I am married to a non- Catholic who was brought up Episcopalian. Neither of us had ever really been into our faith. We both had drifted away when we met at 16. We married in his Church at 18 and have had lots of ups and downs. Then I, like TheRealJuliane reverted back to Catholicism. My husband reluctantly agreed to have our marriage convalidated in the Catholic Church. I am so in love with my Catholic faith now! My husband will not tell me what he believes except that he knows there is a God. He makes mean remarks about Catholics whenever I say anything about it.

So I have to say that I would advise marrying a strong Catholic.

I can't tell you enough how sad it is to not be able to pray, go to mass, or discuss my love for the Catholic faith with him! I go to church all alone because my grown children are not religious either. I pray for all of them and cry out to God.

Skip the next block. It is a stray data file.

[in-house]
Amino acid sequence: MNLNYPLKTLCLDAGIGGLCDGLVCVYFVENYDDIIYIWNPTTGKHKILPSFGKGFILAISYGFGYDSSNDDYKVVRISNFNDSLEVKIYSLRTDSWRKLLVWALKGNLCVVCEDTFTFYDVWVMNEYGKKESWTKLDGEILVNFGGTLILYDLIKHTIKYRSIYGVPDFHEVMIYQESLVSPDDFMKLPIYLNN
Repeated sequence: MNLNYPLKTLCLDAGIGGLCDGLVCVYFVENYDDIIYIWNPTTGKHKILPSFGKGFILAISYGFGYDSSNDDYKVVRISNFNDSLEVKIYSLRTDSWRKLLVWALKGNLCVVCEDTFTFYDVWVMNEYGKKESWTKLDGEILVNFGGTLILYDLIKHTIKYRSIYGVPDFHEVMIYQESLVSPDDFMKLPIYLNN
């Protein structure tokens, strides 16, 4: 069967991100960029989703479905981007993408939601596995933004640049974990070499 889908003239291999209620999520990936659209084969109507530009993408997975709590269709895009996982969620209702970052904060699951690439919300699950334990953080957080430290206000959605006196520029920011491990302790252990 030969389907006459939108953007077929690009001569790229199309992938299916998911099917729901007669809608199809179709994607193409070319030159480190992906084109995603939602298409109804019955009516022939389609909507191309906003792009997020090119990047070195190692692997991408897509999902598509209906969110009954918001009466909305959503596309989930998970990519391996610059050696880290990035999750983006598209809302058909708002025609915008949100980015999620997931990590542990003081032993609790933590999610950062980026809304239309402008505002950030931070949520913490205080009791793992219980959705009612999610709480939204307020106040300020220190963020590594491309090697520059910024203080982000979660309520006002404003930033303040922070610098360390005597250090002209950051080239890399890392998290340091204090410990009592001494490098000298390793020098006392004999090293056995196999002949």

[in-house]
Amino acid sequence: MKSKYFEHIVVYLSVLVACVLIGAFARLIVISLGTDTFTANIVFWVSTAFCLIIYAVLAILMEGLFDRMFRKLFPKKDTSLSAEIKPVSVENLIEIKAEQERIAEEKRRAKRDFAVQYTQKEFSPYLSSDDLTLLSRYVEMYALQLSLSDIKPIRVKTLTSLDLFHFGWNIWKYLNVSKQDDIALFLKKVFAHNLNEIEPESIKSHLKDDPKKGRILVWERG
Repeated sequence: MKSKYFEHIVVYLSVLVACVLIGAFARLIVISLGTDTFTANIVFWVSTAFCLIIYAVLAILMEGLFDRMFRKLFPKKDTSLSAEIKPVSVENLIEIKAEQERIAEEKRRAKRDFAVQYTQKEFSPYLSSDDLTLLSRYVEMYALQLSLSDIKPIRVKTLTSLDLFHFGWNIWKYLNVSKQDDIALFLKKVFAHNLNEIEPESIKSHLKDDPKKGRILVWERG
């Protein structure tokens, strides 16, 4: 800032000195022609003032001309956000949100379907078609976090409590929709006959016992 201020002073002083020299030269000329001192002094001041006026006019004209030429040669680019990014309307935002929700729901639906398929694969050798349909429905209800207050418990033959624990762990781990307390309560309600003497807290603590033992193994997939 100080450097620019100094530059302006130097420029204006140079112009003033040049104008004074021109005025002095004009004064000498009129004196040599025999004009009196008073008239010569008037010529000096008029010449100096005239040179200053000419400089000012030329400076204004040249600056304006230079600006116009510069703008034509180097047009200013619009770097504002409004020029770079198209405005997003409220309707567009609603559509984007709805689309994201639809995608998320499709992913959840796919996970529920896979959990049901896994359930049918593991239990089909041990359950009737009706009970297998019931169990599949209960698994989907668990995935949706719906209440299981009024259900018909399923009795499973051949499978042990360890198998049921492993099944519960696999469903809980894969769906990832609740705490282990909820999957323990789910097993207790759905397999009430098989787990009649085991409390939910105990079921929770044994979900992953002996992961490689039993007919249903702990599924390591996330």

#18

You are so right. It also helps to be willing to work with each other and respect the other’s faith. Being Lutheran MS, married to a Catholic makes it easier too, as our churches are really pretty close doctrinally, so there are not really any huge moral arguements when it come to modeling our faith for the kids. I will say I believe it is easier to be married to a Catholic if the NonCatholic party is from a High Litergical Church. The worship format and doctrine are really similar then.


#19

[quote="onmyknees, post:17, topic:231491"]
Yes, I think you got it right.